Research has long shown that money worries sap sex, and with the recent unemployment scourge, yo-yoing 401(k)s and rampaging foreclosures, there's been no shortage in worries. To put it mildly, financial stress is probably hitting midlifers below the belt.
"Financial worries tend to seep into all parts of a couple's life together," says Dr. Pepper Schwartz, a sexologist at the University of Washington in Seattle and AARP's love and relationships ambassador. "It's hard for some people to feel warm and sexy when they are afraid of losing their home-or they have already lost their job! People complain of feeling distant, disconnected, and emotionally bound up."
Not surprisingly, more Americans believe that having a healthier bank account would get their home fires burning. The percentage of 45+ Americans who say that having better finances would make their sex lives more satisfying increased from 2004 to 2009 (from 17 to 26 percent among men, and 9 to 14 percent among women, respectively).
They're probably right: Healthy people with no financial worries and low stress levels (and, of course, a partner handy) have the most sex, and are most likely to say they have "extremely satisfying" sexual relationships.
Me, Myself, and I
What hasn't taken a hit from the money woes? Self-love.
Nearly one-quarter (22 percent) of all 45+ Americans say they engage in "self-stimulation" just about weekly (nearly identical to 2004), though men are more avid devotees than women. Among people in their 50s, about 42 percent of men and 15 percent of women say they indulge in self-stimulation "about once a week" or "more than once a week." The chips may be low, but as Sinatra sang, "they can't take that away from me."
(Don't) Put a Ring on It
It may be a cliche, but the survey did indeed find that single 45+ Americans who are dating have more sex (and better love lives all-round) than their married counterparts. They win for sheer frequency; 48 percent of singles with regular partners have sex at least once a week, compared to only 36 percent of married folks. It's no surprise that 60 percent say they're satisfied with their sex lives, compared to 52 percent of their hitched peers (and just 19 percent of the single-but-not-dating crowd). When it comes to a sizzling love life, finding a partner seems to trump marrying a spouse.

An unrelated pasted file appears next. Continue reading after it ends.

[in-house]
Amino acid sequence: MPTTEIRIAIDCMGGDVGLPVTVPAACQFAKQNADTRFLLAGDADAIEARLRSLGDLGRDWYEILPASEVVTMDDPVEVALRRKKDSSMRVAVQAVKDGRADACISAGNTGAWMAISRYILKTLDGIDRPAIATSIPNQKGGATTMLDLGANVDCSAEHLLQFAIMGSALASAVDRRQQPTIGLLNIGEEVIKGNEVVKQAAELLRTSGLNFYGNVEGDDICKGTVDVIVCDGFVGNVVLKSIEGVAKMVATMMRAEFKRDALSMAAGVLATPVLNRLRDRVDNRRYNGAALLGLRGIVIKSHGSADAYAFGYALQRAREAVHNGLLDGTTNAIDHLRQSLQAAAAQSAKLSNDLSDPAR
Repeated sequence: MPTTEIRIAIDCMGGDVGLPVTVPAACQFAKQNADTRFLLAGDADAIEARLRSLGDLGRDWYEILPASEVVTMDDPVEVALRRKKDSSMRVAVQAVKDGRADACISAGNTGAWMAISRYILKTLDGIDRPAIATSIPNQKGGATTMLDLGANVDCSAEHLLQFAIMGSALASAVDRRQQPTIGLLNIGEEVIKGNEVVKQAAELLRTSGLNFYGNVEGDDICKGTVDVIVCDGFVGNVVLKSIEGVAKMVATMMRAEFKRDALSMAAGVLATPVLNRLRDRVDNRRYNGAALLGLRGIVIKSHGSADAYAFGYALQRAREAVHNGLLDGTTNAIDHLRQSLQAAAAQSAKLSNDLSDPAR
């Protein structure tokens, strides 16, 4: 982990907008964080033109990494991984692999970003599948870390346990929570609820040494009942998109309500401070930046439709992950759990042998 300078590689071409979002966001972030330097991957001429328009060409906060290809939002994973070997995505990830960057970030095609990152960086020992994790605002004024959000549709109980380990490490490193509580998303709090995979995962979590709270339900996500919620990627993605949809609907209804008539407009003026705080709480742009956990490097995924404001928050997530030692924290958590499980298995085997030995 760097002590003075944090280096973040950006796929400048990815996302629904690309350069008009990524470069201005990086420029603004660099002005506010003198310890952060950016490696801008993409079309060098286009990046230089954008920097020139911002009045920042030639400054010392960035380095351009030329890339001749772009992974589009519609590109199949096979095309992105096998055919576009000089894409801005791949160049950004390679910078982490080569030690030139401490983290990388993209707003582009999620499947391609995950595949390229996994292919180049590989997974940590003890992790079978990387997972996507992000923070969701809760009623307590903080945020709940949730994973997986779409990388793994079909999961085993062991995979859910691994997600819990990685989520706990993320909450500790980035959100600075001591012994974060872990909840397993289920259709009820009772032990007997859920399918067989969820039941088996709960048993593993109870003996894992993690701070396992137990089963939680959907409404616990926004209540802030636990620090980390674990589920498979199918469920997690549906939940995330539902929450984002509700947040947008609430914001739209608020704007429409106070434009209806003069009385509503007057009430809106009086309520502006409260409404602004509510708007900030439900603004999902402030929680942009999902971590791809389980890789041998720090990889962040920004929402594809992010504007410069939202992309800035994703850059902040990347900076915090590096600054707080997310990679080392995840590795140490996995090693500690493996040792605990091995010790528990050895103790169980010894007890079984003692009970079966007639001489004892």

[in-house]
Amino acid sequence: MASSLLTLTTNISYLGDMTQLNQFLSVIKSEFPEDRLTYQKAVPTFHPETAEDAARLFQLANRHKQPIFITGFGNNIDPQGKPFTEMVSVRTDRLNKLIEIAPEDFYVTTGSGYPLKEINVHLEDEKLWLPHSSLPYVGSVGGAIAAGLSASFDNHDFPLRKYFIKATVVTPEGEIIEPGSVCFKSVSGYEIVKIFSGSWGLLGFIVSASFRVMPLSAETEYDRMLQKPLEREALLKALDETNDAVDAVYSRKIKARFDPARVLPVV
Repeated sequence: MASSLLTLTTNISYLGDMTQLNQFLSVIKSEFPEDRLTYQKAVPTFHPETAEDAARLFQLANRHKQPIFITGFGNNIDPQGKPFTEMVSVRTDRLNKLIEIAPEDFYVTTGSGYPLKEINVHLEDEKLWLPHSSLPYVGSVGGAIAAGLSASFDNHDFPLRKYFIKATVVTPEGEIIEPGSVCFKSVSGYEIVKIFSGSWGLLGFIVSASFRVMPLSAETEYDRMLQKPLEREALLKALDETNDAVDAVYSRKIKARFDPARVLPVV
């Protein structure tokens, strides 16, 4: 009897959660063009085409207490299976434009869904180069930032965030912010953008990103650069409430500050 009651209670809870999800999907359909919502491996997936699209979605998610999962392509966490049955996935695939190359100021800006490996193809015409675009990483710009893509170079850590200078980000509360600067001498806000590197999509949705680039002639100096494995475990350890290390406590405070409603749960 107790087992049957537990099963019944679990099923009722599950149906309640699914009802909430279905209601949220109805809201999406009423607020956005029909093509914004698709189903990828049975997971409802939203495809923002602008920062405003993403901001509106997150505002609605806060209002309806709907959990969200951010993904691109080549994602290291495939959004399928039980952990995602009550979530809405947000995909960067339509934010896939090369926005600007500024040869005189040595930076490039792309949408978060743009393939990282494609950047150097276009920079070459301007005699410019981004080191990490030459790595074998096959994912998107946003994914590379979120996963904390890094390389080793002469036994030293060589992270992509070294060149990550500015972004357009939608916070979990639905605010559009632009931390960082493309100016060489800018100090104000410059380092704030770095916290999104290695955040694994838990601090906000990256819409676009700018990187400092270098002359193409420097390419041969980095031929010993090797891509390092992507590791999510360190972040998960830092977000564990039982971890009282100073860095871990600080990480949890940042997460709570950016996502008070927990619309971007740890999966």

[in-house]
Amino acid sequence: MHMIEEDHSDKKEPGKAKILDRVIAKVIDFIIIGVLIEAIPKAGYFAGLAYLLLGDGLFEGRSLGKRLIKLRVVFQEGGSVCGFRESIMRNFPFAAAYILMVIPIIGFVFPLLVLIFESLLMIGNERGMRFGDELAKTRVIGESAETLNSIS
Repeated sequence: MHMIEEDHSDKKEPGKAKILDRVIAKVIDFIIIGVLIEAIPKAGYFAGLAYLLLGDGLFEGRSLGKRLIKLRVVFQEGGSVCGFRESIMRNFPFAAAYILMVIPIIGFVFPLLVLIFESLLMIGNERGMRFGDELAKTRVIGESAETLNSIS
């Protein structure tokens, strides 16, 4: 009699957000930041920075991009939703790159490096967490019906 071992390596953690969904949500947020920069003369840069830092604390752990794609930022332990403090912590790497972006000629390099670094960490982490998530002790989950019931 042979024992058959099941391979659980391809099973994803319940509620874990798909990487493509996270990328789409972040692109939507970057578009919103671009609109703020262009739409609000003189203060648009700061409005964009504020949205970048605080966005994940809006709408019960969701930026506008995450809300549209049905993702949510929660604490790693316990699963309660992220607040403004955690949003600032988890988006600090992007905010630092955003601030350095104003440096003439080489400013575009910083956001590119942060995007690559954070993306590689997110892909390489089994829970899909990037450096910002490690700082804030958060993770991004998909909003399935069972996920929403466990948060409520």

More likely, it trumps living with someone who has stopped trying. "When people are dating, they are 'auditioning'," says Dr. Schwartz. "Unfortunately, many long-term couples start to put away those little affectionate details and take each other for granted. They get functional about sex instead of seductive." Dating couples have a much different mindset, she says, "and it shows in their sexual satisfaction and happiness with one another."
For some, dating just one partner may be too limiting. "My sex life is even better than [it was] in my teens and 20s," says Carrie F., 50, who keeps a full dance card in Van Nuys, Calif., and isn't planning on settling for one beau any time soon. More options means she's never dateless, she points out. "If one of my partners is not available for whatever reason, I can always call another one."
Of course, a lot of married people are doing just fine and laugh at the notion that great sex and marriage don't endure. "I still find my sexual relationship with [my wife] Barbara to be largely the most wonderful activity of my life," says Ken M., 72, from Tacoma, Wash. "We have been married for over 50 years and continue to have sex nearly daily."